Cells with promise

Medical RESEARCH

Cells with  promise

Artificial bone, created using stem cells and a new lightweight plastic, could soon be used to heal shattered limbs. The use of bone stem cells, combined with a degradable rigid material that inserts into broken bones and encourages real bone to regrow, has been developed at the Universities of Edinburgh and Southampton.

Researchers have developed the material with a honeycomb scaffold structure that allows blood to flow through it, enabling stem cells from the patient’s bone marrow to attach to the material and grow new bone. Over time, the plastic slowly degrades as the implant is replaced by newly grown bone.

Scientists developed the material by blending three types of plastics. They used a pioneering technique to blend and test hundreds of combinations of plastics, to identify a blend that was robust, lightweight, and able to support bone stem cells.

Successful results have been shown in the lab and in animal testing with the focus now moving towards human clinical evaluation. The study, published in the journal Advanced Functional Materials, was funded by the Biotechnology and Biological Sciences Research Council.

This new discovery is the result of a seven-year partnership between the University of Southampton and the University of Edinburgh. Richard Oreffo, Professor of Musculoskeletal Science at the University of Southampton, comments, “Fractures and bone loss due to trauma or disease are a significant clinical and socioeconomic problem. This collaboration between chemistry and medicine has identified unique candidate materials that support human bone stem cell growth and allow bone formation. Our collaborative strategy offers significant therapeutic implications.”

Professor Mark Bradley, of the University of Edinburgh’s School of Chemistry, adds, “We were able to make and look at hundreds of candidate materials and rapidly whittle these down to one which is strong enough to replace bone and is also a suitable surface upon which to grow new bone. “We are confident that this material could soon be helping to improve the quality of life for patients with severe bone injuries, and will help maintain the health of an ageing population.”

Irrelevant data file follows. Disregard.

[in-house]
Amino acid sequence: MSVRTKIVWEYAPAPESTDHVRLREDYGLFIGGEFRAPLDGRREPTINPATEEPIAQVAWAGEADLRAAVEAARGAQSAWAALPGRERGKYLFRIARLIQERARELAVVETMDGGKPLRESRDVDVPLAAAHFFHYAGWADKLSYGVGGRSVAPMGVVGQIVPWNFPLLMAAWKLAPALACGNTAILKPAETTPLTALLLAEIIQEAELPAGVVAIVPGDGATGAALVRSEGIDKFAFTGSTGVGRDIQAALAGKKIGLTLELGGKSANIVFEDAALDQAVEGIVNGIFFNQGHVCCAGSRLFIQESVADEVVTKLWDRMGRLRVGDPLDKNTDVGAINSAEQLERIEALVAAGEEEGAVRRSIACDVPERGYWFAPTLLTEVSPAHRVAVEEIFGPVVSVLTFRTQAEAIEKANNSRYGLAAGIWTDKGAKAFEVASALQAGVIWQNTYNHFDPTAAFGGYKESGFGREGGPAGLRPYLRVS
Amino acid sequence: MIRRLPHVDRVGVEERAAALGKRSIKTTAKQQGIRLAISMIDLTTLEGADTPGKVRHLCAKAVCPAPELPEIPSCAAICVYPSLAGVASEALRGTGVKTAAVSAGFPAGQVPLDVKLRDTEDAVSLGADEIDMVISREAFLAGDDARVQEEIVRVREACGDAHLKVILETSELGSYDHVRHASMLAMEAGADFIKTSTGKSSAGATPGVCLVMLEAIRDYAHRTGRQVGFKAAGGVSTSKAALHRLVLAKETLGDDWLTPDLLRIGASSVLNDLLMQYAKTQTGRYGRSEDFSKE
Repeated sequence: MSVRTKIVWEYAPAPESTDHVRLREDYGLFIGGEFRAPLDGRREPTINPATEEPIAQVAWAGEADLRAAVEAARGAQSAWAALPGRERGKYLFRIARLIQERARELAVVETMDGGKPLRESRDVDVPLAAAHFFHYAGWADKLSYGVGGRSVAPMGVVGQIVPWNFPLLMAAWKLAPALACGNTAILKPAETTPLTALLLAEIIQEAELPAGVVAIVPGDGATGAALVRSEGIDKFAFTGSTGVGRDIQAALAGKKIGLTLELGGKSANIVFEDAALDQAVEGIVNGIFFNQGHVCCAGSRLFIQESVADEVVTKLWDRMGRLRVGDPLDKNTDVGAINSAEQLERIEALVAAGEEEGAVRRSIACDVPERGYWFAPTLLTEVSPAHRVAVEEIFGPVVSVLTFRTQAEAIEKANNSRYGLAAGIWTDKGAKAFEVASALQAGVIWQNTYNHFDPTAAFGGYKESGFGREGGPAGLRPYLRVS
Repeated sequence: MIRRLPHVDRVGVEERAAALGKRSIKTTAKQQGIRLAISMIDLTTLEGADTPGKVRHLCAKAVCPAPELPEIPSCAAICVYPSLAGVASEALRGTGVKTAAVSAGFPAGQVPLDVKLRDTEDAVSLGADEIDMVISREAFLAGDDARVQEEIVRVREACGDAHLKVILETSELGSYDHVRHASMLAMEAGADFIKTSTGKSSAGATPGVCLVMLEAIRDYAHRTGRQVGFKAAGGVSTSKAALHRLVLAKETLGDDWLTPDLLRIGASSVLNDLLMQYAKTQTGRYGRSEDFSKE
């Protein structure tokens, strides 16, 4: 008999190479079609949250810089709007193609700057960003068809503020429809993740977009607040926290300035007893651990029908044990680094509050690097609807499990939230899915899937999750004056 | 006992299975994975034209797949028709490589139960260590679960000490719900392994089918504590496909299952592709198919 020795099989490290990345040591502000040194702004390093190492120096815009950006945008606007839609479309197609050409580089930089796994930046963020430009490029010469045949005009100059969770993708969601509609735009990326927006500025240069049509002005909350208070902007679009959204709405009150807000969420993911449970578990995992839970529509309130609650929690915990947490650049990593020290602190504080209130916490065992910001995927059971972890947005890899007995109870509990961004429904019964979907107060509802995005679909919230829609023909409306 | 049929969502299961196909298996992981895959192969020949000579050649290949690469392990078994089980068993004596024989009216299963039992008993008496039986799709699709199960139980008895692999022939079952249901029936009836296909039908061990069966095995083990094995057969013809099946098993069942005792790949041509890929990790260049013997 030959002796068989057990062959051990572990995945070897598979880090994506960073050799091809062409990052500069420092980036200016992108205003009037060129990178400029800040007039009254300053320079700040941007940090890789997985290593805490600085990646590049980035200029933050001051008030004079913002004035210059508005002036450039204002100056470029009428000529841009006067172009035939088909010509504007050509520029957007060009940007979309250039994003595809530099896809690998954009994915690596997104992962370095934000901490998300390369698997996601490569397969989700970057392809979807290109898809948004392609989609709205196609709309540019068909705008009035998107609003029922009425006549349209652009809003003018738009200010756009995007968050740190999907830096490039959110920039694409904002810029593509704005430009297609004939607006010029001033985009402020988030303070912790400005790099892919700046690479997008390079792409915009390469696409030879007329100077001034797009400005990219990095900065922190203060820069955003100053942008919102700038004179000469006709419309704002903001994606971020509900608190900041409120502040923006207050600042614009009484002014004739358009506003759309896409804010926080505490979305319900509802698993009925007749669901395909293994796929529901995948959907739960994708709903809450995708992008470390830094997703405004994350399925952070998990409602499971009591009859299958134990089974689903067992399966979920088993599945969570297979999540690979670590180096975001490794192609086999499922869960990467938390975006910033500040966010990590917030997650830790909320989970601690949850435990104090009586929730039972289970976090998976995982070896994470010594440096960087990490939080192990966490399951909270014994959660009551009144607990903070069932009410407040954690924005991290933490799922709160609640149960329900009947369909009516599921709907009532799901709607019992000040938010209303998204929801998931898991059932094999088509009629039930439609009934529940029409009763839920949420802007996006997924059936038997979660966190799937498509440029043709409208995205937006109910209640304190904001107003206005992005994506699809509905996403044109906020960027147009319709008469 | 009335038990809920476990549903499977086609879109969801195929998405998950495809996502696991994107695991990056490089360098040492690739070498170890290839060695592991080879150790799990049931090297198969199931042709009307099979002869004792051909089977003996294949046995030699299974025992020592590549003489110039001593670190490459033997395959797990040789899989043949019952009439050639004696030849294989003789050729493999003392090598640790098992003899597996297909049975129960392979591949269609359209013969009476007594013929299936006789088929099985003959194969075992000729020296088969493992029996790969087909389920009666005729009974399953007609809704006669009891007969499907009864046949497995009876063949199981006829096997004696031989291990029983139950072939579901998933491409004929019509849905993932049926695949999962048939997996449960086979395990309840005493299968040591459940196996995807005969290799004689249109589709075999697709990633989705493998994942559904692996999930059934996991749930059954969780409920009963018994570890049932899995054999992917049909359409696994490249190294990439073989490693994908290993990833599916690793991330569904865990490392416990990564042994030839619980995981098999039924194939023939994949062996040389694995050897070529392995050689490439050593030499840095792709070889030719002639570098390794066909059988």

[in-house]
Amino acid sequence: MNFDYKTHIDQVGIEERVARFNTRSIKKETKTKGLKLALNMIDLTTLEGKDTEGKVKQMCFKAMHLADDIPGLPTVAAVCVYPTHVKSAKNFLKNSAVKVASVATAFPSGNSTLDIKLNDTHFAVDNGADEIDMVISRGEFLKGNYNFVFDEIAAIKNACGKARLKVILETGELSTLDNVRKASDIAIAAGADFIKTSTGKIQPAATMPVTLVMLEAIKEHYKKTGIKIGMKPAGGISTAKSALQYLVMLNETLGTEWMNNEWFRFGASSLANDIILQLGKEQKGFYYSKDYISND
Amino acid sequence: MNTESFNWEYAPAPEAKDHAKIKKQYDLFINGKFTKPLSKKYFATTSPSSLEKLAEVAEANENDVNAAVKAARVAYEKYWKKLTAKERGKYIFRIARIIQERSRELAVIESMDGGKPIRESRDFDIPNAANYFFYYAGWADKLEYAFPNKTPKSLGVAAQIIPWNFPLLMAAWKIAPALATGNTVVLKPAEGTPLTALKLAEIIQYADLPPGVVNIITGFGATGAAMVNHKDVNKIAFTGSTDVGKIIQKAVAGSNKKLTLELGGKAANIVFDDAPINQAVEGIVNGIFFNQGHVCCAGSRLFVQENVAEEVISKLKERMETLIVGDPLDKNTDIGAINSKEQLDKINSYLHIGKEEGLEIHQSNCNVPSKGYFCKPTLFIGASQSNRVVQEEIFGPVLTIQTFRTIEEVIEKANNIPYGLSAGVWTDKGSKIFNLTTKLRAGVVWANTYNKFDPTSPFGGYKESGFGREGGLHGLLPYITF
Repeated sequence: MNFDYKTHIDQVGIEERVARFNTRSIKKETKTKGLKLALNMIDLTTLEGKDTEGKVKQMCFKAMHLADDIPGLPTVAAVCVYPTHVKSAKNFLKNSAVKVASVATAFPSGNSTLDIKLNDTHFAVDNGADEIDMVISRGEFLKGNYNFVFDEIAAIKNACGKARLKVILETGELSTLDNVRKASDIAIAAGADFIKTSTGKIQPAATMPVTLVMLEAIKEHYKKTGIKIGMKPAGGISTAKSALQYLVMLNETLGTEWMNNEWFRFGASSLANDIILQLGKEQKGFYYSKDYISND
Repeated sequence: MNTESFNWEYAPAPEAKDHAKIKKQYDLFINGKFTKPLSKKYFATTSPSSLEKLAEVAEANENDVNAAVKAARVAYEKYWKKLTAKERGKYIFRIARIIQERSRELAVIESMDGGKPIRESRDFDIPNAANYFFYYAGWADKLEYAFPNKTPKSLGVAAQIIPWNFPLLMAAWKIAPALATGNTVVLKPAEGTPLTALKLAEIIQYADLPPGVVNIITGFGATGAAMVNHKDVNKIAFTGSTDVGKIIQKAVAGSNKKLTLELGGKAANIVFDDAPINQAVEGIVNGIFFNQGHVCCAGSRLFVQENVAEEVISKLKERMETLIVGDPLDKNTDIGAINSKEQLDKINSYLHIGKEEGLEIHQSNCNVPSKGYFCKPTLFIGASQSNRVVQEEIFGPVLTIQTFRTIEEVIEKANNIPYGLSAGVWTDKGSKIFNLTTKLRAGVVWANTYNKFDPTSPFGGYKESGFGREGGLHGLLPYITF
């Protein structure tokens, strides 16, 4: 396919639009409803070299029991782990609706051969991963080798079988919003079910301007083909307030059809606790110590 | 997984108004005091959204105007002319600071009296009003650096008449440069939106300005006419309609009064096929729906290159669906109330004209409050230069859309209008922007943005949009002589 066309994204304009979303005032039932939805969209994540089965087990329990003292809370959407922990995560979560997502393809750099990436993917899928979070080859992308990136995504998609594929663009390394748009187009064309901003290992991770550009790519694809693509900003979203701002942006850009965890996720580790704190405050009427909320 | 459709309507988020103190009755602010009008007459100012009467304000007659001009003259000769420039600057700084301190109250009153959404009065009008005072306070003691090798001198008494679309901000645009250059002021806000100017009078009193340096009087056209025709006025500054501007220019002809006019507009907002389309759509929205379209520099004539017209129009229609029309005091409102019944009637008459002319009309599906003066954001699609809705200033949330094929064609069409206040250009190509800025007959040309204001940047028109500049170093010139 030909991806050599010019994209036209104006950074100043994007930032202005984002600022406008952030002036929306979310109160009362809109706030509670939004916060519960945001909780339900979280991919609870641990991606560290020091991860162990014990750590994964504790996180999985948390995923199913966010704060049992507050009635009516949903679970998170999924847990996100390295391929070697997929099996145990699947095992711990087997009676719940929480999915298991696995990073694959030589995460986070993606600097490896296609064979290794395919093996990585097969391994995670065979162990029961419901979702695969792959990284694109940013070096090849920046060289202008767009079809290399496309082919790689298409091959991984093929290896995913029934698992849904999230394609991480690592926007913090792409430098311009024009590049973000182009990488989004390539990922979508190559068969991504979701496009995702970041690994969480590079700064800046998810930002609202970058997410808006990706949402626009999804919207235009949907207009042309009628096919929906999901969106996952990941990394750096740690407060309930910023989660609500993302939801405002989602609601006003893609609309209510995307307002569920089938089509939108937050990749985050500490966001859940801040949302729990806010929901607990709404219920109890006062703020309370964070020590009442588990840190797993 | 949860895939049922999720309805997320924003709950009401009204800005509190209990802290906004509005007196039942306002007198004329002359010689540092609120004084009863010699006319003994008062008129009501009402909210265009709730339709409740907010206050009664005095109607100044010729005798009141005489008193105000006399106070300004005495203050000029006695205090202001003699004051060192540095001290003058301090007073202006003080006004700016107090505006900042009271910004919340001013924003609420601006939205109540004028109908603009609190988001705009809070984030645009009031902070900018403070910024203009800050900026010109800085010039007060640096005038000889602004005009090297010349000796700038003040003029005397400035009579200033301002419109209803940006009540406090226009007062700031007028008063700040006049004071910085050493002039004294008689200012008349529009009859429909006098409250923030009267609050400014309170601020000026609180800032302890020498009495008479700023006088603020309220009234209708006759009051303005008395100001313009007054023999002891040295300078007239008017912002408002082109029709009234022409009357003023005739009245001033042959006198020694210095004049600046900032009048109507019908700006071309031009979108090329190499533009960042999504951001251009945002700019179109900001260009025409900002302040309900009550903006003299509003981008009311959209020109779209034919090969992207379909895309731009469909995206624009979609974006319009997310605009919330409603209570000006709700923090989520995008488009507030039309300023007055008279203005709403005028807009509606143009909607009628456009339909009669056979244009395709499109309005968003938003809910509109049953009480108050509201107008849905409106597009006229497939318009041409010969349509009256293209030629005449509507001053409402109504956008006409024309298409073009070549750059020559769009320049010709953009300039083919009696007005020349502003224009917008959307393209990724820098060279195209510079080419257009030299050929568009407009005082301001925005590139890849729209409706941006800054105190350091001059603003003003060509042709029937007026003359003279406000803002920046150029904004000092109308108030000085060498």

Printing process

A specialised 3D printing process, using human stem cells, could pave the way to purpose-built replacement organs for patients, eliminating the need for organ donation, immune suppression and the problem of transplant rejection.

The process, developed at Heriot-Watt University, in partnership with a stem cell firm, takes advantage of the fact that stem cells can now be grown in laboratory conditions from established cell lines, could also speed up and improve the process of drug testing by growing three-dimensional human tissues and structures for pharmaceuticals to be tested on.

A range of human stem cell cultures can now be grown, generation after generation, in laboratory conditions. Those cultures developed from cells from areas like bone marrow or skin are hardier but less flexible than those developed from embryonic material. While 3D printing of the tougher cell cultures has been achieved before, the new valve-based technique developed by Will Shu and his colleagues at Heriot-Watt’s Biomedical Microengineering group are the first to print the more delicate embryonic cell cultures, which have an ability to replicate indefinitely and differentiate into almost any cell type in the human body.

Shu said, “To the best of our knowledge, this is the first time that these cells have been 3D printed. The technique will allow us to create more accurate human tissue models which are essential to in vitro drug development and toxicity-testing. Since the majority of drug discovery is targeting human disease, it makes sense to use human tissues. “In the longer term, we envisage the technology being further developed to create viable 3D organs for medical implantation from a patient’s own cells, eliminating the need for organ donation, immune suppression and the problem of transplant rejection.”

Shu’s team is working with a stem cell technology company, which has a good track record of applying new technologies to human stem cell systems and will take the lead in developing 3D stem cell printing for commercial uses. Initially this will be in the areas of novel drug-testing products but in the longer term there is the goal of growing purpose-built replacement organs.

Liked the story?

  • 0

    Happy
  • 0

    Amused
  • 0

    Sad
  • 0

    Frustrated
  • 0

    Angry